OCEAN Grove will be watching the new government with interest – in particular the promise that the final funding to complete Shell Road was guaranteed with the Coalition victory.
Sarah Henderson, who made the pre-election promise, was elected with 54 per cent of the vote (after preferences and as it stood on Friday).
That was a clear ten per cent ahead of incumbent Darren Cheeseman.
The Green vote held up around 11.5 per cent.
Although Cheeseman conceded early after the poll on September 7, Henderson was keen to make sure the marginal seat was won beyond doubt.
“It is a great honour to be elected as the Member for Corangamite. I thank the people of Corangamite for putting their trust and faith in me to represent them.
“My work as a strong local voice representing the community has already begun.
Henderson said her immediate focus would be on job creation and investing in the infrastructure of the future.
“I’m committed to delivering 21st century infrastructure to Corangamite, including upgrades to the Great Ocean Road, duplicating the Princes Highway through to Colac and revamping sporting and community facilities across the region.”
The revamping of sporting facilities includes the promise that a Federal Coalition Government would deliver $3.5 million to build a sports pavilion at Shell Road Reserve.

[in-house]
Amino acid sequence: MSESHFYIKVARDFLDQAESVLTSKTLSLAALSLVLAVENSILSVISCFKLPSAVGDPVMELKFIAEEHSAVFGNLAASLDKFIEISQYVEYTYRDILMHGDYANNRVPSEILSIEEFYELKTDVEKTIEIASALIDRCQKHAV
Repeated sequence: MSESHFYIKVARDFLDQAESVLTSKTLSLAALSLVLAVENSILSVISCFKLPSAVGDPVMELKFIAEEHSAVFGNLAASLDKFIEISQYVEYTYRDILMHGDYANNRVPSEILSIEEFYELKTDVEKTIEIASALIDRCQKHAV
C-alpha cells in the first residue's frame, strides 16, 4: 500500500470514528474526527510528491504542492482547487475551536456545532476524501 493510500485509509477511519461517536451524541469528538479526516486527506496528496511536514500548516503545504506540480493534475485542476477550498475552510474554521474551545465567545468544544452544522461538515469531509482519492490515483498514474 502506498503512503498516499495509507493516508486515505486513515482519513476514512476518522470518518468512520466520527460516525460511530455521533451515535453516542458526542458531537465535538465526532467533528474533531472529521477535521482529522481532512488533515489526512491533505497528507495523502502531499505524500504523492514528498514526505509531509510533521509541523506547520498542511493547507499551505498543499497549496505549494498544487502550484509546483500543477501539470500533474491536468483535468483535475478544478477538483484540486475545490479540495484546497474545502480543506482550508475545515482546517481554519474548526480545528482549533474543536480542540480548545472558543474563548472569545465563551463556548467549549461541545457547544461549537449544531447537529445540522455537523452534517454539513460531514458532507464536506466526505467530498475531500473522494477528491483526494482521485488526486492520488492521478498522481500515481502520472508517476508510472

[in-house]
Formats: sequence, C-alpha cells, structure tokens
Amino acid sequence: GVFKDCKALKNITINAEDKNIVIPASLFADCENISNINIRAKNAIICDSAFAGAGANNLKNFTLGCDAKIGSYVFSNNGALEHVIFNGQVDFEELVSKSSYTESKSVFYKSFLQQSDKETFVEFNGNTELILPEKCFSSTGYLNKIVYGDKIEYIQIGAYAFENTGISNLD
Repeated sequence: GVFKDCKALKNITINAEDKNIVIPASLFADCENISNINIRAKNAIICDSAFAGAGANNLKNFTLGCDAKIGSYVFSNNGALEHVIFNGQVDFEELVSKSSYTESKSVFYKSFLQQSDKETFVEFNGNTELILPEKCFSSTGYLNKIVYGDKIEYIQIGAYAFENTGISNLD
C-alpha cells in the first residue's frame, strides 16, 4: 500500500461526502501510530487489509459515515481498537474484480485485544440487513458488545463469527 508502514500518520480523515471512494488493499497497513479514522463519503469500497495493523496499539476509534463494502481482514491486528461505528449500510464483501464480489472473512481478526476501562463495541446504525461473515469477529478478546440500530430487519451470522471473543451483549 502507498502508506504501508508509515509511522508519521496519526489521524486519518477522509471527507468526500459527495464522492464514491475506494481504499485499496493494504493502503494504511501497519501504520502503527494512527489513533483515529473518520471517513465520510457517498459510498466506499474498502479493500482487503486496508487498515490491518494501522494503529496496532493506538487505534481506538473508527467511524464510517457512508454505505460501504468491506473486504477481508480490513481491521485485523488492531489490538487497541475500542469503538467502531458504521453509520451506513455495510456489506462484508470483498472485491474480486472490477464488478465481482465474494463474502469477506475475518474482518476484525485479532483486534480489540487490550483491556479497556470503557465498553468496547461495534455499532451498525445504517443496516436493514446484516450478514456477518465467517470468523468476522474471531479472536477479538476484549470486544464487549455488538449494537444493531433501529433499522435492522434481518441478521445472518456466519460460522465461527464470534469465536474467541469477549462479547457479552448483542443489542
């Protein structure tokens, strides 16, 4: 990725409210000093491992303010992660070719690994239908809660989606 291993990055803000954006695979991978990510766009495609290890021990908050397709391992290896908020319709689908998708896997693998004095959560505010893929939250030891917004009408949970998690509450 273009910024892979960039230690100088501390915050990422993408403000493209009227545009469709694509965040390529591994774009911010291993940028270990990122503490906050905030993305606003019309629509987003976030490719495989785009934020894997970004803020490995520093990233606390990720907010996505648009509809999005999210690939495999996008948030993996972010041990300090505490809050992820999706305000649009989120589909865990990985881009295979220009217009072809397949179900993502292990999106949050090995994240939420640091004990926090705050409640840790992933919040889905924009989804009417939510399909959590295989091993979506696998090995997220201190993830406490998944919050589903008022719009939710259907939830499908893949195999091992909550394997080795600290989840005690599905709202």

At the time she said: “Our funding commitment means that construction on a new home for Ocean Grove football, netball, soccer and cricket is now fully funded.”
Following the election Henderson added: “I acknowledge the efforts of Darren Cheeseman as the local MP since 2007.
“On behalf of the electorate I thank him for his contribution to the local community throughout his term of office.”
OCEAN Grove voters went to the polls at three locations on federal election day, with a slightly jovial atmosphere of cooperation between most of those taking part.
You wouldn’t think so looking at the fear-invoking signage posted at the entrances.
But at least one local campaigner said that national politicians could learn a lot by the way the grassroots activists get along constructively on the big day.
“On election day I was handing out ‘how to vote’ cards together with volunteers from different political parties,” explained Lyn Mulligan. “There would be few countries in the world today where volunteers would not feel threatened by doing so.
“The camaraderie amongst these volunteers was understanding, talking and laughing together. One of the opposition to myself shouted myself and others coffee. Another held my strategic place while I left briefly.”
The polling stations were also staffed by local volunteers who handled questions and ensured the process was carried out smoothly and correctly.